The two variations of this climate are based on summer temperatures.
- Dfa, long, hot summers: summer days may be over 38°C (100°F), nights are warm and the temperature range is large, perhaps as great as 31°C (56°F). The long summers and high humidity foster plant growth (Figure below).
- Dfb, long, cool summers: summer temperatures and humidity are lower. Winter temperatures are below -18°C (0°F) for long periods.
Parts of South Korea are in the humid continental climate zone.
The subpolar climate is dominated by the continental polar air that masses over the frigid continent (Figure above). Snowfall is light, but cold temperatures keep snow on the ground for months. Most of the approximately 50 cm (20 inches) of annual precipitation falls during summer cyclonic storms. The angle of the Sun’s rays is low but the Sun is visible in the sky for most or all of the day during the summer, so temperatures may get warm, but are rarely hot. These continental regions have extreme annual temperature ranges. The boreal, coniferous forests found in the subpolar climate are called taiga and have small, hardy, and widely spaced trees. Taiga vast forests stretch across Eurasia and North America (Figure below).
The taiga of the Alaska Range in Alaska.
Polar Climates (Group E)
Polar climates are found across the continents that border the Arctic Ocean, Greenland, and Antarctica. What climate characteristics is the polar climate group most likely to have?
- Temperature: Winters are entirely dark and bitterly cold. Summer days are long, but the sun is low on the horizon so summers are cool. The average temperature of the warmest month at less than 10°C (50°F). The annual temperature range is large.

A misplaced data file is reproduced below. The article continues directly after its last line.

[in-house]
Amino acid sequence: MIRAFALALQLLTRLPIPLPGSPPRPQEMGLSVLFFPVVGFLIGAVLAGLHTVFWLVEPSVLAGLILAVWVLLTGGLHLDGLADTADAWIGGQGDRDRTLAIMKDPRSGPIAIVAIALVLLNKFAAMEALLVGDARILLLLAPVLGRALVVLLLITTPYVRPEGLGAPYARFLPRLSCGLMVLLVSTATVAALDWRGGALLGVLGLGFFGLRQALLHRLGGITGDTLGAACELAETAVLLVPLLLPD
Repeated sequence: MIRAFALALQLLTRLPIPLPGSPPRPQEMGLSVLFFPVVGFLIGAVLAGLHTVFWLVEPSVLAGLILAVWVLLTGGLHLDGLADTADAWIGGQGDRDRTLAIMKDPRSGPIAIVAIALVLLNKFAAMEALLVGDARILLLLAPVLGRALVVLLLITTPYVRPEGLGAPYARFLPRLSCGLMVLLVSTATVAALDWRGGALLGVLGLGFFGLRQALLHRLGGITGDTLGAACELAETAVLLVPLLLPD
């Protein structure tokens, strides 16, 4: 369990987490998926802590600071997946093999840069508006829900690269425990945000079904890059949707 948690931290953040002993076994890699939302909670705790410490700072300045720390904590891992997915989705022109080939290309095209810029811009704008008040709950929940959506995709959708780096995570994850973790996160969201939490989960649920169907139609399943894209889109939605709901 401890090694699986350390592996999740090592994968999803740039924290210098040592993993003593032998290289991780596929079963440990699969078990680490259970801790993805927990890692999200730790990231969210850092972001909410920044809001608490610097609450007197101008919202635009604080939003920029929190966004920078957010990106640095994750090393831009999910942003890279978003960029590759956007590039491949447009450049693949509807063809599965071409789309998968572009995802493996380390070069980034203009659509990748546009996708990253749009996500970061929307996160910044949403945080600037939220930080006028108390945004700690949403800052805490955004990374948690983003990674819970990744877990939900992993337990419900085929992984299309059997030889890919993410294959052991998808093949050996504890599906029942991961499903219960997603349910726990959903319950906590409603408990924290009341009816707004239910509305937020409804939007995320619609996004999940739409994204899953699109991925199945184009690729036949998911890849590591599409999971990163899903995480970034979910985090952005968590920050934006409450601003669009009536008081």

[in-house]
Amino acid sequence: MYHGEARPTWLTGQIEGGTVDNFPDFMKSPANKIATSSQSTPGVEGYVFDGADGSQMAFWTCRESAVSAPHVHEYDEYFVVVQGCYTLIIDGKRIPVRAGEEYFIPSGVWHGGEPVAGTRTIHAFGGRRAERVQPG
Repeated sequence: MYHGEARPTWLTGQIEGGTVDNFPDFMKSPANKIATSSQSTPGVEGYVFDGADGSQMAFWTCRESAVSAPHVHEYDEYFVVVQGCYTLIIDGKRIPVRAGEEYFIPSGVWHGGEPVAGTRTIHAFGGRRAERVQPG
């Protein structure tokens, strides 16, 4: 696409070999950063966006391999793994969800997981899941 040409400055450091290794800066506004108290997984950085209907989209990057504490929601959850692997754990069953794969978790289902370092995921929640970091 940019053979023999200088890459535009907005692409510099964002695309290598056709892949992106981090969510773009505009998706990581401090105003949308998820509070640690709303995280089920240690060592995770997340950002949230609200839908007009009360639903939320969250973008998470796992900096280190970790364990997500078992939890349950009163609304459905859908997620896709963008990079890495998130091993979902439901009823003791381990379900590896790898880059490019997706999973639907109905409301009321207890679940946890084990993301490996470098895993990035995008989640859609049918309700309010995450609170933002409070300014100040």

- Precipitation: The region is dry with less than 25 cm (10 inches) of precipitation annually; most precipitation occurs during the summer.
Polar Tundra (ET)
The polar tundra climate is continental, with severe winters (Figure below). Temperatures are so cold that a layer of permanently frozen ground, called permafrost forms below the surface. This frozen layer can extend hundreds of meters deep. The average temperature of the warmest months is above freezing, so summer temperatures defrost the uppermost portion of the permafrost. In winter, the permafrost prevents water from draining downward. In summer, the ground is swampy. Although the precipitation is low enough in many places to qualify as a desert, evaporation rates are also low, so the landscape receives more usable water than a desert.